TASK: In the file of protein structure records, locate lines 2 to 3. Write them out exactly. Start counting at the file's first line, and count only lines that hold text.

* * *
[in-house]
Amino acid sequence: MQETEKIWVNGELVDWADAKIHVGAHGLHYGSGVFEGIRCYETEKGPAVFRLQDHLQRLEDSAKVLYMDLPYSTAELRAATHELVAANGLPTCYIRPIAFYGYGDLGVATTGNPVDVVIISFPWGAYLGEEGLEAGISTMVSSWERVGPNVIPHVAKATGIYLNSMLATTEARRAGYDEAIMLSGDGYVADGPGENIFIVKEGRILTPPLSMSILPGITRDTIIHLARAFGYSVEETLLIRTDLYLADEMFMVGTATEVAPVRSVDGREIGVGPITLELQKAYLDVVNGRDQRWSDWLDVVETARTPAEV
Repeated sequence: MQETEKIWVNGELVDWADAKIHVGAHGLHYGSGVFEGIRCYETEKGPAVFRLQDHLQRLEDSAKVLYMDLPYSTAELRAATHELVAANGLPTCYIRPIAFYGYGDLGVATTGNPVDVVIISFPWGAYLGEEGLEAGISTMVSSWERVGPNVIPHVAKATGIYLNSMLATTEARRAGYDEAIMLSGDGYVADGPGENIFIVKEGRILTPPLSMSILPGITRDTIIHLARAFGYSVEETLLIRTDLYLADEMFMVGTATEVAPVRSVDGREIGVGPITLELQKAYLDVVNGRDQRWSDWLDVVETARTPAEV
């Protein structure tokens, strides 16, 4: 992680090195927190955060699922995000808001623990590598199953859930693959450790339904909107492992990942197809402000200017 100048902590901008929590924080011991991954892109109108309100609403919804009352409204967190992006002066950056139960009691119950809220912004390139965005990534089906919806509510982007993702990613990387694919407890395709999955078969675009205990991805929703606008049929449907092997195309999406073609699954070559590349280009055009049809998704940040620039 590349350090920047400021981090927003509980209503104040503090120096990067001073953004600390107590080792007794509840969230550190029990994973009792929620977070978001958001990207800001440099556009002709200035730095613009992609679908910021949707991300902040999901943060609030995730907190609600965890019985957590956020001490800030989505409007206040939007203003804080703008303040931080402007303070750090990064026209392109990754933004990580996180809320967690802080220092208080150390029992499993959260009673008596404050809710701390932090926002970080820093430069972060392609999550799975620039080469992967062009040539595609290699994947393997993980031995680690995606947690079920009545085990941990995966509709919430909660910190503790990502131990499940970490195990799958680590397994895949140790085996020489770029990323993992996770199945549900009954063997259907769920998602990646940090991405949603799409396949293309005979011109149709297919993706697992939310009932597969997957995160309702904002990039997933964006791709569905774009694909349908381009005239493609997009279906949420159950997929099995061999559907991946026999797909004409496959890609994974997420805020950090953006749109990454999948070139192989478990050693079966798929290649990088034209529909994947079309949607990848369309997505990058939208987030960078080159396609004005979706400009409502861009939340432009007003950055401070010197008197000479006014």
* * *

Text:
Amino acid sequence: MQETEKIWVNGELVDWADAKIHVGAHGLHYGSGVFEGIRCYETEKGPAVFRLQDHLQRLEDSAKVLYMDLPYSTAELRAATHELVAANGLPTCYIRPIAFYGYGDLGVATTGNPVDVVIISFPWGAYLGEEGLEAGISTMVSSWERVGPNVIPHVAKATGIYLNSMLATTEARRAGYDEAIMLSGDGYVADGPGENIFIVKEGRILTPPLSMSILPGITRDTIIHLARAFGYSVEETLLIRTDLYLADEMFMVGTATEVAPVRSVDGREIGVGPITLELQKAYLDVVNGRDQRWSDWLDVVETARTPAEV
Repeated sequence: MQETEKIWVNGELVDWADAKIHVGAHGLHYGSGVFEGIRCYETEKGPAVFRLQDHLQRLEDSAKVLYMDLPYSTAELRAATHELVAANGLPTCYIRPIAFYGYGDLGVATTGNPVDVVIISFPWGAYLGEEGLEAGISTMVSSWERVGPNVIPHVAKATGIYLNSMLATTEARRAGYDEAIMLSGDGYVADGPGENIFIVKEGRILTPPLSMSILPGITRDTIIHLARAFGYSVEETLLIRTDLYLADEMFMVGTATEVAPVRSVDGREIGVGPITLELQKAYLDVVNGRDQRWSDWLDVVETARTPAEV